The term "automated guided vehicle" (AGV) is a general one that encompasses all transport systems capable of functioning without driver operation. The term "driverless" is often used in the context of automated guided vehicles to describe industrial trucks, used primarily in manufacturing and distribution settings, that would conventionally have been driver-operated.
Since their introduction in 1955, automated guided vehicles have found widespread industrial applications. AGVs are now found in all types of industries, with the only restrictions on their use mainly resulting from the dimensions of the goods to be transported or spatial considerations. Many applications of AGVs are technically feasible, but the purchase and implementation of such systems is usually based on economic considerations.
The uses of AGVs can be divided into four main areas of application: 1) supply and disposal at storage and production areas, 2) production-integrated application of AGV trucks as assembly platforms, 3) retrieval, especially in wholesale trade, and 4) supply and disposal in special areas, such as hospitals and offices. In all of these settings, AGVs have been found to reduce the damage to inventory, make production scheduling more flexible, and reduce staffing needs. But, as with any other major capital decision, implementation of these systems must be undertaken cautiously.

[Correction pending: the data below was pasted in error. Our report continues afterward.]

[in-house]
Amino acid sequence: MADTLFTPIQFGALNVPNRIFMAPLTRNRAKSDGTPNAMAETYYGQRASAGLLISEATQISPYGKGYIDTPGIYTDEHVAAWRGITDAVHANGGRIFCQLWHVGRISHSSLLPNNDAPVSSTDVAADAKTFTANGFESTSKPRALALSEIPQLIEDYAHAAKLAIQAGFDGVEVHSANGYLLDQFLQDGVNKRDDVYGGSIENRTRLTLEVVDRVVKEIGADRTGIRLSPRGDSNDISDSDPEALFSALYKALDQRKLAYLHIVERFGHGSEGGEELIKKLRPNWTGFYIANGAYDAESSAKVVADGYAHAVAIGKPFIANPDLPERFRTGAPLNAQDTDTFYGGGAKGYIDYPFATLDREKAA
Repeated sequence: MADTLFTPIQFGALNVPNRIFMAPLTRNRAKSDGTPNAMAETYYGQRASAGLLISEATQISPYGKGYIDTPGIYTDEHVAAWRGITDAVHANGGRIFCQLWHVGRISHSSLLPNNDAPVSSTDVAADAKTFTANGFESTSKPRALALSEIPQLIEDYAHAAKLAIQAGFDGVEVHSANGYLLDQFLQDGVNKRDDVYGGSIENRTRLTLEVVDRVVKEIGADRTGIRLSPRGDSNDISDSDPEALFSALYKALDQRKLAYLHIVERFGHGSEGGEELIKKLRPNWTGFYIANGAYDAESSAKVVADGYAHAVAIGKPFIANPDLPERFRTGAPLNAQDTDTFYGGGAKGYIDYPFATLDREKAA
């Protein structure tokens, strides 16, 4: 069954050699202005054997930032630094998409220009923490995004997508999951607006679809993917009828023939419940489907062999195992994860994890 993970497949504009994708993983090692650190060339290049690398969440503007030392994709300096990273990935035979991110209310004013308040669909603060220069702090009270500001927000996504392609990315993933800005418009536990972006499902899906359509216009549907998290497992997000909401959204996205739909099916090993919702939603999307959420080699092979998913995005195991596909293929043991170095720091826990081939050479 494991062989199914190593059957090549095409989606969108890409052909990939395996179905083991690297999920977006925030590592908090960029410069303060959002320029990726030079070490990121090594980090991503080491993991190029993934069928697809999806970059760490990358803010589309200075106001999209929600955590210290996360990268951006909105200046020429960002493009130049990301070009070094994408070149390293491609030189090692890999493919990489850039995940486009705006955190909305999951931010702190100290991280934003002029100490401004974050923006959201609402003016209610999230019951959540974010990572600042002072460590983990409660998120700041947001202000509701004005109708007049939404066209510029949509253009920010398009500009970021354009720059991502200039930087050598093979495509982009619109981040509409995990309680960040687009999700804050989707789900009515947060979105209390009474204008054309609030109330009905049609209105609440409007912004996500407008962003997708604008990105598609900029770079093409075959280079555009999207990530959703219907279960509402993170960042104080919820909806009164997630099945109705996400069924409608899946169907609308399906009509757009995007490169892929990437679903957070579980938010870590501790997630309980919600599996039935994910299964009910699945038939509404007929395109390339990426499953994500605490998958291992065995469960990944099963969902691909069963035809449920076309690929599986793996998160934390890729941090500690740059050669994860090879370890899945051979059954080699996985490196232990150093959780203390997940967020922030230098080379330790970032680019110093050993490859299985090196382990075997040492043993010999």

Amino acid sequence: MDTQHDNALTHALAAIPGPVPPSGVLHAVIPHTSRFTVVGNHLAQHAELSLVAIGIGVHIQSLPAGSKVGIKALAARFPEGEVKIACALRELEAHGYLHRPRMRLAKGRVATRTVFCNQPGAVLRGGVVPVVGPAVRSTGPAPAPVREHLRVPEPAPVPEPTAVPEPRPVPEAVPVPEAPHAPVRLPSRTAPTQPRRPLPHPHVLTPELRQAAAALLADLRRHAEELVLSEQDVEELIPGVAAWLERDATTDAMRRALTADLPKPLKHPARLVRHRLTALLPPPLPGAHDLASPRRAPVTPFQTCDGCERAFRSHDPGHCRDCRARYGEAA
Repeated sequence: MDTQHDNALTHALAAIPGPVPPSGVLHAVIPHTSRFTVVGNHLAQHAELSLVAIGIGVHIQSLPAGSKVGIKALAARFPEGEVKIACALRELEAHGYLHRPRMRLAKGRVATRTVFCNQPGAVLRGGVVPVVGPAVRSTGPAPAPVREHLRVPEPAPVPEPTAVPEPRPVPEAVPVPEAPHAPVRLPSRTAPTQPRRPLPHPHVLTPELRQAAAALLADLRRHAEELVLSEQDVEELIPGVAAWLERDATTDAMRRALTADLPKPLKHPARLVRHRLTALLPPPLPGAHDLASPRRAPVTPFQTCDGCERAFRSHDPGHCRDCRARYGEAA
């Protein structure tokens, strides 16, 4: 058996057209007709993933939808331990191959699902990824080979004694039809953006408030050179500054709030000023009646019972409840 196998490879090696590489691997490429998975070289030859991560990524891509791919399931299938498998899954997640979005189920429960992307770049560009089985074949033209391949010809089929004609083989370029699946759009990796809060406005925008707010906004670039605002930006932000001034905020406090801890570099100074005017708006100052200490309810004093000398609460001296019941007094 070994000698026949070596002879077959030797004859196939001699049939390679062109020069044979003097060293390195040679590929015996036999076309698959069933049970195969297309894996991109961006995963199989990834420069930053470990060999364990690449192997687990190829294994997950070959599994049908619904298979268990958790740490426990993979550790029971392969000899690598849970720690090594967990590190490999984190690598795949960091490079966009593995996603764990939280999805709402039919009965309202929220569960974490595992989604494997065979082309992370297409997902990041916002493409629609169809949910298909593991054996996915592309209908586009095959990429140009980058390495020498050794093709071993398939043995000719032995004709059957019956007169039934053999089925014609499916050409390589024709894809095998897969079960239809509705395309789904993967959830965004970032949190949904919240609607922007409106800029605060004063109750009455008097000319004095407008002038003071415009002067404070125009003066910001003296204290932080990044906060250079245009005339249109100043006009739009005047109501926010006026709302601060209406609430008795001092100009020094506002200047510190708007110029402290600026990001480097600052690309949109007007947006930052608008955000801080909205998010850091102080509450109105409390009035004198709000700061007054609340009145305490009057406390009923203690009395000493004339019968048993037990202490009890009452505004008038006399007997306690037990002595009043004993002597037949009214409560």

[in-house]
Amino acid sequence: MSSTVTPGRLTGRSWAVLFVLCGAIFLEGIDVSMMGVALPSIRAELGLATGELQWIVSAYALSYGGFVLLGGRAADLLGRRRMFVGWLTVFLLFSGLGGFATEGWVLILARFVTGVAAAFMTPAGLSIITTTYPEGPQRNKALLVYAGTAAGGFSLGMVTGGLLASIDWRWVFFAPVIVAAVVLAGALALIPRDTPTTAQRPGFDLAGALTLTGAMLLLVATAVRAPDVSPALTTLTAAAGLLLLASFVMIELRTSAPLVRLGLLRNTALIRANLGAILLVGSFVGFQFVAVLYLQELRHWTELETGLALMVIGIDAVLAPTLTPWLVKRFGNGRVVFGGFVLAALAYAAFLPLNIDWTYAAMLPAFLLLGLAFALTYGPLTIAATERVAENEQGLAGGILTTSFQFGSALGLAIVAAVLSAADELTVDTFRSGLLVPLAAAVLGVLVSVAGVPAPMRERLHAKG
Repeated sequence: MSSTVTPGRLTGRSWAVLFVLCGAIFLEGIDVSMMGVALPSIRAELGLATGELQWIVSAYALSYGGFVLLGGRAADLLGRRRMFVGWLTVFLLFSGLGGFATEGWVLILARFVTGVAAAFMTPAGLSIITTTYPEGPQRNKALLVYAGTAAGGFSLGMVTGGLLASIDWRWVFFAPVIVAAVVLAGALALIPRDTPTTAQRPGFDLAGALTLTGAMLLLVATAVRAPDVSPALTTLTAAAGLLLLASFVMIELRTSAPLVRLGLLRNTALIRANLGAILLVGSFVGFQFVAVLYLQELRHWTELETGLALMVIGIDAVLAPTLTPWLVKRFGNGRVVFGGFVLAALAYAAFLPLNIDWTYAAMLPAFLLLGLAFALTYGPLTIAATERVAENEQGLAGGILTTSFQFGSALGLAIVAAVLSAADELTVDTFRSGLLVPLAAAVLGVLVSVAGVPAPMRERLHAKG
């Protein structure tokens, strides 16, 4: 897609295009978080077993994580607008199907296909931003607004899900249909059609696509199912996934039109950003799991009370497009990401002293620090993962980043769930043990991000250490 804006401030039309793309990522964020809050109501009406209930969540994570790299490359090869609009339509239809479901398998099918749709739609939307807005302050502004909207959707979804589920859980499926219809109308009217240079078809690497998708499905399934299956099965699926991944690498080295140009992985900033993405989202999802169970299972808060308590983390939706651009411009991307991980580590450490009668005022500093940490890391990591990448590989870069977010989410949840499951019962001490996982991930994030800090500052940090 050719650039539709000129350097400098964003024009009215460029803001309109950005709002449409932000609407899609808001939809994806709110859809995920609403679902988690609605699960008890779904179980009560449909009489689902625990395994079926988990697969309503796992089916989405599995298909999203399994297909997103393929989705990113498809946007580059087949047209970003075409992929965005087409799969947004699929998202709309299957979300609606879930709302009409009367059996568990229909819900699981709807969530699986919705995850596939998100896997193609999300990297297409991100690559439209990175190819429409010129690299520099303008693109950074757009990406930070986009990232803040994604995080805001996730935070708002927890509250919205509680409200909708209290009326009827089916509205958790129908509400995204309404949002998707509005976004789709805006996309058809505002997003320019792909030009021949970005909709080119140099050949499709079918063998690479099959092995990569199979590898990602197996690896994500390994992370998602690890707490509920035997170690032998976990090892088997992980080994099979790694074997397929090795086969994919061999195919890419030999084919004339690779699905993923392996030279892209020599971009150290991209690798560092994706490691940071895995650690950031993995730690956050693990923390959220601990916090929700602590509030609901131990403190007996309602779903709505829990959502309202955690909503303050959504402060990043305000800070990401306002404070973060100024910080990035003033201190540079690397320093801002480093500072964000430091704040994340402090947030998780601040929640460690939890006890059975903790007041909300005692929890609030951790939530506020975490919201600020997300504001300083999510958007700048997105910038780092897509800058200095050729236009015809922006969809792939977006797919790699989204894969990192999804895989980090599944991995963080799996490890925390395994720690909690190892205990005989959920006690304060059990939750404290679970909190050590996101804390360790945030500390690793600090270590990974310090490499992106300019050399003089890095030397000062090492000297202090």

AGVs AS PART OF A FLEXIBLE MANUFACTURING SYSTEM
AGV usage is growing. One reason is that as manufacturers strive to become more competitive, they are adopting flexible manufacturing systems (FMS). These systems integrate automated material handling systems, robots, numerically controlled machine tools, and automated inspection stations. Flexible manufacturing systems offer a high capital utilization and reduced direct labor costs. They also reduce work-in-process inventories and make it possible to work with shorter lead times. Because the systems are flexible, they are more responsive to changes in production requirements. These systems offer high product quality and increased productivity.